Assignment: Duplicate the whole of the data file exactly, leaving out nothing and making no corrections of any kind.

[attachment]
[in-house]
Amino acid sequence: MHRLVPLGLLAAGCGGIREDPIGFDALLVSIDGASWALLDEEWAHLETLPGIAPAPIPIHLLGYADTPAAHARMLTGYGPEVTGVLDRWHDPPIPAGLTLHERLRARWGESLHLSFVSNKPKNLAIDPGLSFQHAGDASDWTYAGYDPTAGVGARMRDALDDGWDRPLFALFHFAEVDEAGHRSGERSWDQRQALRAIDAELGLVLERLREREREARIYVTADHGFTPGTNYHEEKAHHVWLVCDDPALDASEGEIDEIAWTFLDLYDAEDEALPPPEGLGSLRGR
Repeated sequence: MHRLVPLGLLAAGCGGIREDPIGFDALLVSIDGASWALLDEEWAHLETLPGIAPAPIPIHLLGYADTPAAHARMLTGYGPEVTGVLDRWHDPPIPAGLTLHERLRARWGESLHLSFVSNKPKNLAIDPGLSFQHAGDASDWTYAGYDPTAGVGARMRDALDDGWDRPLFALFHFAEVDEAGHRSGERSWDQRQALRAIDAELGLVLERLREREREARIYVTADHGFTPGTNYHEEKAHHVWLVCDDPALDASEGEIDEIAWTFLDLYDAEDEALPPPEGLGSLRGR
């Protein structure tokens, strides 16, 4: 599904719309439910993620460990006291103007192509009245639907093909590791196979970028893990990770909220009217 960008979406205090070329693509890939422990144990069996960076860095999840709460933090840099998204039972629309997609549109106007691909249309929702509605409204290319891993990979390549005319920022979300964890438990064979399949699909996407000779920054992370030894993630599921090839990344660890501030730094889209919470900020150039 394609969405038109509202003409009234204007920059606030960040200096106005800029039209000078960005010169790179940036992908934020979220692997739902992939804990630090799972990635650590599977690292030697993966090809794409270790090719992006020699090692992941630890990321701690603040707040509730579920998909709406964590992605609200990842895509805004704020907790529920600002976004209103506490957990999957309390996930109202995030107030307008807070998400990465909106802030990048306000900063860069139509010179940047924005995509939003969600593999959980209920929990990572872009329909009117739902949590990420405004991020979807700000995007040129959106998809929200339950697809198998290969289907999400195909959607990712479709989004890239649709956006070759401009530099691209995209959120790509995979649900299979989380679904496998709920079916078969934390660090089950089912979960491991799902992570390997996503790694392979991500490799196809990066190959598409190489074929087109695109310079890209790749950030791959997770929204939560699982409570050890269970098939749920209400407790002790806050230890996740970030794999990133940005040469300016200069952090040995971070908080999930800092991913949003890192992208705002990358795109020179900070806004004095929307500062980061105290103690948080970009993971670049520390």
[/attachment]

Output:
[in-house]
Amino acid sequence: MHRLVPLGLLAAGCGGIREDPIGFDALLVSIDGASWALLDEEWAHLETLPGIAPAPIPIHLLGYADTPAAHARMLTGYGPEVTGVLDRWHDPPIPAGLTLHERLRARWGESLHLSFVSNKPKNLAIDPGLSFQHAGDASDWTYAGYDPTAGVGARMRDALDDGWDRPLFALFHFAEVDEAGHRSGERSWDQRQALRAIDAELGLVLERLREREREARIYVTADHGFTPGTNYHEEKAHHVWLVCDDPALDASEGEIDEIAWTFLDLYDAEDEALPPPEGLGSLRGR
Repeated sequence: MHRLVPLGLLAAGCGGIREDPIGFDALLVSIDGASWALLDEEWAHLETLPGIAPAPIPIHLLGYADTPAAHARMLTGYGPEVTGVLDRWHDPPIPAGLTLHERLRARWGESLHLSFVSNKPKNLAIDPGLSFQHAGDASDWTYAGYDPTAGVGARMRDALDDGWDRPLFALFHFAEVDEAGHRSGERSWDQRQALRAIDAELGLVLERLREREREARIYVTADHGFTPGTNYHEEKAHHVWLVCDDPALDASEGEIDEIAWTFLDLYDAEDEALPPPEGLGSLRGR
């Protein structure tokens, strides 16, 4: 599904719309439910993620460990006291103007192509009245639907093909590791196979970028893990990770909220009217 960008979406205090070329693509890939422990144990069996960076860095999840709460933090840099998204039972629309997609549109106007691909249309929702509605409204290319891993990979390549005319920022979300964890438990064979399949699909996407000779920054992370030894993630599921090839990344660890501030730094889209919470900020150039 394609969405038109509202003409009234204007920059606030960040200096106005800029039209000078960005010169790179940036992908934020979220692997739902992939804990630090799972990635650590599977690292030697993966090809794409270790090719992006020699090692992941630890990321701690603040707040509730579920998909709406964590992605609200990842895509805004704020907790529920600002976004209103506490957990999957309390996930109202995030107030307008807070998400990465909106802030990048306000900063860069139509010179940047924005995509939003969600593999959980209920929990990572872009329909009117739902949590990420405004991020979807700000995007040129959106998809929200339950697809198998290969289907999400195909959607990712479709989004890239649709956006070759401009530099691209995209959120790509995979649900299979989380679904496998709920079916078969934390660090089950089912979960491991799902992570390997996503790694392979991500490799196809990066190959598409190489074929087109695109310079890209790749950030791959997770929204939560699982409570050890269970098939749920209400407790002790806050230890996740970030794999990133940005040469300016200069952090040995971070908080999930800092991913949003890192992208705002990358795109020179900070806004004095929307500062980061105290103690948080970009993971670049520390």